A Texas woman mourning the death of her dog was diagnosed with so-called broken heart syndrome, doctors have revealed.
Devastated mother Joanie Simpson suffered severe chest pains and was airlifted to hospital shortly after her beloved Yorkshire terrier died as a result of congestive heart failure.
The 62-year-old’s doctors initially believed she had suffered a heart attack, but more tests revealed a condition known as takotsubo cardiomyopathy, also known as broken heart syndrome.
She “presented to the emergency department with acute onset of severe chest pain,” doctors said. “She reported multiple recent stressors, including the death of her dog.”
The case study on the condition, which typically occurs in postmenopausal women and may be preceded by a stressful or emotional event, has just been published in the New England Journal of Medicine.
“I was close to inconsolable,” Ms Simpson recalled in an interview with The Washington Post. “I took it really, really hard.
“The kids were grown and out of the house, so she was our little girl.”
She said her dog’s death was a “horrendous” thing to witness, explaining: “When you’re already kind of upset about other things, it’s like a brick on a scale. I mean, everything just weighs on you.”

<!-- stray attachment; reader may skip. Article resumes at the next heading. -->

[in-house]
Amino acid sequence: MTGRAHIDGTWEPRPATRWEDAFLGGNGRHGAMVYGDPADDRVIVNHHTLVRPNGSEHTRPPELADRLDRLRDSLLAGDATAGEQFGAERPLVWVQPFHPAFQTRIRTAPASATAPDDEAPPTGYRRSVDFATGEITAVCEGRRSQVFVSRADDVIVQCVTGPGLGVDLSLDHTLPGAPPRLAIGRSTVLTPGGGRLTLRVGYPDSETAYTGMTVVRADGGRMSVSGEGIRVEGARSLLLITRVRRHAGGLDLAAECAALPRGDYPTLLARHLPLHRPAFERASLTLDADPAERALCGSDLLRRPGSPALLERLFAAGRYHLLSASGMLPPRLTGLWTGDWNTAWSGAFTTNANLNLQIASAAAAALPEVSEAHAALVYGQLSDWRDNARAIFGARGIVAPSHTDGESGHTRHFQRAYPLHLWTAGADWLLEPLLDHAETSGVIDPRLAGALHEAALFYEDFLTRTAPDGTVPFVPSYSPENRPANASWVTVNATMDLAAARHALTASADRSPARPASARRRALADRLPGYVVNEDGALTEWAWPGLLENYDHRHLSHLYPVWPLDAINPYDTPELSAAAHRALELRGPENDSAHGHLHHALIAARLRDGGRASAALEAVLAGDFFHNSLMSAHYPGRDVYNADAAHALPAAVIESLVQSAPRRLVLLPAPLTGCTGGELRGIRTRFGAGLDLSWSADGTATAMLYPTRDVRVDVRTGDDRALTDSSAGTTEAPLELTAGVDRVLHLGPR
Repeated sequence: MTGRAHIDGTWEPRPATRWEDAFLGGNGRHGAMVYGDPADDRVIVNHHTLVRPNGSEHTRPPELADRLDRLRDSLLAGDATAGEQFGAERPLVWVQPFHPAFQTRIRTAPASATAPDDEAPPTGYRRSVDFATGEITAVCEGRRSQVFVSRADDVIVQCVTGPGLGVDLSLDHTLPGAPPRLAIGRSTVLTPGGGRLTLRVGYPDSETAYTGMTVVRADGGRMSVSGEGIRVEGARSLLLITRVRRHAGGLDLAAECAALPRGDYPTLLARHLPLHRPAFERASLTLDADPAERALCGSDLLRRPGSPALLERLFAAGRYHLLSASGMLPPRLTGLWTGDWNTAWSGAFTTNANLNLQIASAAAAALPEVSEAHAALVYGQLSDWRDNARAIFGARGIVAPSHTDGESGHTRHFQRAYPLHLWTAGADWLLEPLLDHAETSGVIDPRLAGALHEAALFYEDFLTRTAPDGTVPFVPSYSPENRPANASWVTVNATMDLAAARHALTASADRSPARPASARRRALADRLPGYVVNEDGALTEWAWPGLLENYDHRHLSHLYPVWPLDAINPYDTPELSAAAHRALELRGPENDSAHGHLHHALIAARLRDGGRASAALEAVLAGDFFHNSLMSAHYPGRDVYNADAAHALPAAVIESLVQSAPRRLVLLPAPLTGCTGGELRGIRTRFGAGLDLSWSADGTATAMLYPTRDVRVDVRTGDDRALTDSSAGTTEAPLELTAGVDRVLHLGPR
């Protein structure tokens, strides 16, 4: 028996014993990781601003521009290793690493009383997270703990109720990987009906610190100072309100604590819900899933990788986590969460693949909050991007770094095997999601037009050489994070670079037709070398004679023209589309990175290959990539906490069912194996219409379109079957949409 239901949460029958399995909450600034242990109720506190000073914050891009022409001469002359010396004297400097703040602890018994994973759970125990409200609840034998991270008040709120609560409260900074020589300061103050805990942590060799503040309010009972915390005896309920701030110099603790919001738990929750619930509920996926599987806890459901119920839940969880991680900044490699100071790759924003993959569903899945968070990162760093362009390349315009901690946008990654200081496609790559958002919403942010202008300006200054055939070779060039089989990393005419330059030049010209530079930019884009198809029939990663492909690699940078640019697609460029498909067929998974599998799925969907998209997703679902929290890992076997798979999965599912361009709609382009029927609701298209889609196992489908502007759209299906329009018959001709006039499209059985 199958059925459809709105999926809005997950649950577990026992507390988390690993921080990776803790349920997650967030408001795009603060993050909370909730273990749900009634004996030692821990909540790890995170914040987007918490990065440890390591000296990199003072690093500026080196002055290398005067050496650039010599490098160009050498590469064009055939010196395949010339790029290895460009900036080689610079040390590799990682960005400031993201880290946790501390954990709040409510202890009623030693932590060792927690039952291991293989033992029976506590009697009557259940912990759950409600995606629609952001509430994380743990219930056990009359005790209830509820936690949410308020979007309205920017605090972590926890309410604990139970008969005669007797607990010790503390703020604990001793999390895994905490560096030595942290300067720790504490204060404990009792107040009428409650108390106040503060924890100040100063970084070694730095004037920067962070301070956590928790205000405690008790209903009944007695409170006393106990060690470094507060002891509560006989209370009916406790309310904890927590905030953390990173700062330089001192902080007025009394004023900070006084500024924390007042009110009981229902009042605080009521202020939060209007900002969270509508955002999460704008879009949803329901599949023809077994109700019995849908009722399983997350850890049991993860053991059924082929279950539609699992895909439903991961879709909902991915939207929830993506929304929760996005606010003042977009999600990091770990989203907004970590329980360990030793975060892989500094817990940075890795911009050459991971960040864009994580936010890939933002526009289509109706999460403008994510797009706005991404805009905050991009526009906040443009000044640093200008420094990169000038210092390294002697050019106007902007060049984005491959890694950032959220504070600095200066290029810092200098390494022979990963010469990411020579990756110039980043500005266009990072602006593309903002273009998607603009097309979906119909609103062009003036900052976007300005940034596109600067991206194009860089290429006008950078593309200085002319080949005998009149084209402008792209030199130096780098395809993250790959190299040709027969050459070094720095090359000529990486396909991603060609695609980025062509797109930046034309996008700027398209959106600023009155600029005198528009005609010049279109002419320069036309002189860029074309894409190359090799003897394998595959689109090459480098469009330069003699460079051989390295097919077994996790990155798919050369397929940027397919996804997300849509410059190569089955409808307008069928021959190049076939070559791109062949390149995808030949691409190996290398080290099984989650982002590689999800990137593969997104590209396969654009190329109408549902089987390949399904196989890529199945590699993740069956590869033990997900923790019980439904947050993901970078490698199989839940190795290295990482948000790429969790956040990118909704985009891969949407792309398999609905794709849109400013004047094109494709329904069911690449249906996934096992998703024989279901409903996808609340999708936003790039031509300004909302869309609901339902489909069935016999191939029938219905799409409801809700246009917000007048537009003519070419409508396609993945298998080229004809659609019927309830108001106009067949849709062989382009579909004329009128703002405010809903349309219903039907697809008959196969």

Ms Simpson admits she takes “things to heart more than a lot of people” and the diagnosis “made complete sense”.
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“It is heartbreaking. It is traumatic. It is all of the above,” she added. “But you know what? They give me so much love and companionship that I’ll do it again. I will continue to have pets. That’s not going to stop me.”
The NHS says “people who sustain significant emotional or physical stress” can temporarily suffer from broken heart syndrome.
They add: “The heart muscle becomes suddenly weakened or 'stunned', causing the left ventricle to change shape. It may be caused by a surge of hormones, particularly adrenaline, during this period of stress.”
Ms Simpson showed no symptoms of the condition after returning to the hospital for a check-up 12 months later.